U.S. stock futures rose Wednesday after three consecutive sessions of losses, as investors awaited the Federal Reserve’s monetary-policy statement.
Dow Jones Industrial Average futures gained 69 points, or 0.4%, to 17076. S&P 500 futures advanced 11 points, or 0.5%, to 1976 and Nasdaq-100 futures added 21 points, or 0.5%, to 4104. Changes in stock futures don’t always accurately predict moves in the stock market after the opening bell.
Stock futures remained higher after data showed U.S. consumer prices fell 0.3% in November from October, posting the biggest one-month drop since December 2008. So-called “core” prices, excluding food and energy costs, rose 0.1%. Economists polled by The Wall Street Journal had forecast a 0.1% drop in overall prices and a 0.1% gain in core prices.
Fed officials are closely monitoring inflation as they determine when to raise interest rates. The Wall Street Journal’s Jon Hilsenrath has reported the Fed could drop its pledge to keep rates low for a “considerable time” at the December meeting. Still, some market participants remain worried that the slump in oil prices could weigh further on inflation and prompt the Fed to remain cautious, maintaining its pledge for low rates at this meeting.
Investors attributed premarket gains on Wednesday to a rebound after three sessions of losses and expectations that the Fed could remain dovish.
“It’s optimism that the Fed’s not going to drop the term ‘considerable time,’” said Kent Engelke, chief economic strategist at Capitol Securities Management, referring to gains in stock futures.
At 2 p.m. EST, the Fed will release its statement on monetary policy and publish new economic projections. This will be followed by Chairwoman Janet Yellen ’s press conference at 2:30 p.m.
Even when the Fed begins to lift short-term rates, it will do so gradually, leaving the central bank still largely accommodative, said Michael Arone, State Street Global Advisors’ chief investment strategist. That would be positive for stocks, he said.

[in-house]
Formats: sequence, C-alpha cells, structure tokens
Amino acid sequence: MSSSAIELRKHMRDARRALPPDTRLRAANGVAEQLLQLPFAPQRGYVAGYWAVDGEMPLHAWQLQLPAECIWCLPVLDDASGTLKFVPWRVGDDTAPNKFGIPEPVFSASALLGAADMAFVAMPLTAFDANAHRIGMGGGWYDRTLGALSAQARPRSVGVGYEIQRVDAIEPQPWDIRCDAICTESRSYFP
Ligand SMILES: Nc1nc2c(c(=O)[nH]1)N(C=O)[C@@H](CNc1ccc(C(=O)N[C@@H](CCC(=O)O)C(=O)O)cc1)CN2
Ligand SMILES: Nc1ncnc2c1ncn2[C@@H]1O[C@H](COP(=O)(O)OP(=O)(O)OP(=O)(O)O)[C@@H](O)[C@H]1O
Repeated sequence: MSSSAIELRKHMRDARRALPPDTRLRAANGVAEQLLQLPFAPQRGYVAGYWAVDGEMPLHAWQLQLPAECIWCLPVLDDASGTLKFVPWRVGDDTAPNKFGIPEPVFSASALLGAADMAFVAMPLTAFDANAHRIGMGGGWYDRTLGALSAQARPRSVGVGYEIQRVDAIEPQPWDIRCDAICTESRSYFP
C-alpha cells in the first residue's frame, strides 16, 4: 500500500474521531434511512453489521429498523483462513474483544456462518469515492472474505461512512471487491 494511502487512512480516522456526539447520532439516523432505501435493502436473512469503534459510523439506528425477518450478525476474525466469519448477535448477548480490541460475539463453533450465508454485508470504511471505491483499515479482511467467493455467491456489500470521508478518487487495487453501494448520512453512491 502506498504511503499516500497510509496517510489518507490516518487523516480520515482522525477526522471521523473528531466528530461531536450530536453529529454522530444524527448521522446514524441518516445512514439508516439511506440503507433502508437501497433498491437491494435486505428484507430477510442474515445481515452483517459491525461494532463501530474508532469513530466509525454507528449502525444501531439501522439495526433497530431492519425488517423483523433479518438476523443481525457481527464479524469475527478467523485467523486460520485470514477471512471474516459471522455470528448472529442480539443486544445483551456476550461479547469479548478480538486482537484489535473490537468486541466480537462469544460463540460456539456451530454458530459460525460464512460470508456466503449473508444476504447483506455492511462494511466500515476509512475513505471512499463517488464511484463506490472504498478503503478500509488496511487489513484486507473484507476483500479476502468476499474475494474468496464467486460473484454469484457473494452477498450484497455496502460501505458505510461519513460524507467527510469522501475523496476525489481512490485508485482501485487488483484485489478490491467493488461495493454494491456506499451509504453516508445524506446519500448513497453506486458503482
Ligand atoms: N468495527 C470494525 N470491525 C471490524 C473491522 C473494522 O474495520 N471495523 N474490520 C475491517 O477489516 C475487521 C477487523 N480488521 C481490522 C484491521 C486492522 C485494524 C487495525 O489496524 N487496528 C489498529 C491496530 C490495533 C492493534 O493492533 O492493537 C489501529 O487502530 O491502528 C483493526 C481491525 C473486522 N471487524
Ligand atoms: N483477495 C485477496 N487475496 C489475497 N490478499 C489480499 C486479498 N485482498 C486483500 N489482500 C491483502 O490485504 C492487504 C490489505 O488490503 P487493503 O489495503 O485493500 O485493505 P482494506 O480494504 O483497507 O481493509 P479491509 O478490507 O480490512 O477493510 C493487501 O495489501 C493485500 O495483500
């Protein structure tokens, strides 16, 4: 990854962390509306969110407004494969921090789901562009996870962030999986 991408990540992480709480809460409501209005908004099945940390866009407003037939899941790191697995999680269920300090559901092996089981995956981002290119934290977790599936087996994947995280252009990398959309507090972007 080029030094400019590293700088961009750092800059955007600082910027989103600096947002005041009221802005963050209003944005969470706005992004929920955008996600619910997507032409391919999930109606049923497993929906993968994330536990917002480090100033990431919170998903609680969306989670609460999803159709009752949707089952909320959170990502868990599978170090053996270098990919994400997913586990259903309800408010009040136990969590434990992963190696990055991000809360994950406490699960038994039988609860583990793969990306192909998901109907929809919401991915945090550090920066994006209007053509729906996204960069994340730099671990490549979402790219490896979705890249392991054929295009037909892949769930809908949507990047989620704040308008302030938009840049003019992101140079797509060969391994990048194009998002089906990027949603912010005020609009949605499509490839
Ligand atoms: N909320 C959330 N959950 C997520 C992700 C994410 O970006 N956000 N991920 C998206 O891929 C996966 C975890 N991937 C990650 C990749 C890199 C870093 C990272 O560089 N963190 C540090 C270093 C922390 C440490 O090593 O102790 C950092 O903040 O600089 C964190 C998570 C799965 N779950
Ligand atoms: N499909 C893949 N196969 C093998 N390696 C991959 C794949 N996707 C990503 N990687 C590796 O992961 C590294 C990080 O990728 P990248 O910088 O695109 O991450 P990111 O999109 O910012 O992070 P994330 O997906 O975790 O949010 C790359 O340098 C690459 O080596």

Stocks have declined in recent sessions amid the continued drop in oil prices and turmoil in emerging-market assets. The Dow has fallen nearly 5% from its Dec. 5 record, through Tuesday’s close. Still, pullbacks in U.S. stocks have proved short-lived this year, with buyers emerging to snap up stocks at lower prices. Many investors say that improving economic data and broadly positive corporate earnings continue to paint a positive backdrop for stocks.
Stocks fell Tuesday for the third session in a row. The Dow fell 0.7% to 17068.87 and the S&P 500 declined 0.8% to 1972.74.
European stocks fell Wednesday, with the Stoxx Europe 600 down 0.6%.
Oil prices resumed their slide. Crude-oil futures fell 2.1% to $ 54.75 a barrel. Gold futures rose 0.3% to $ 1197.90 an ounce.
Demand for U.S. government debt waned, pushing the yield on the 10-year Treasury note up to 2.086%.
In corporate news, mining-equipment maker Joy Global Inc. reported fourth-quarter earnings that beat expectations. The company warned of challenges in 2015. Shares fell 1.7% premarket.
Write to Saumya Vaishampayan at email@example.com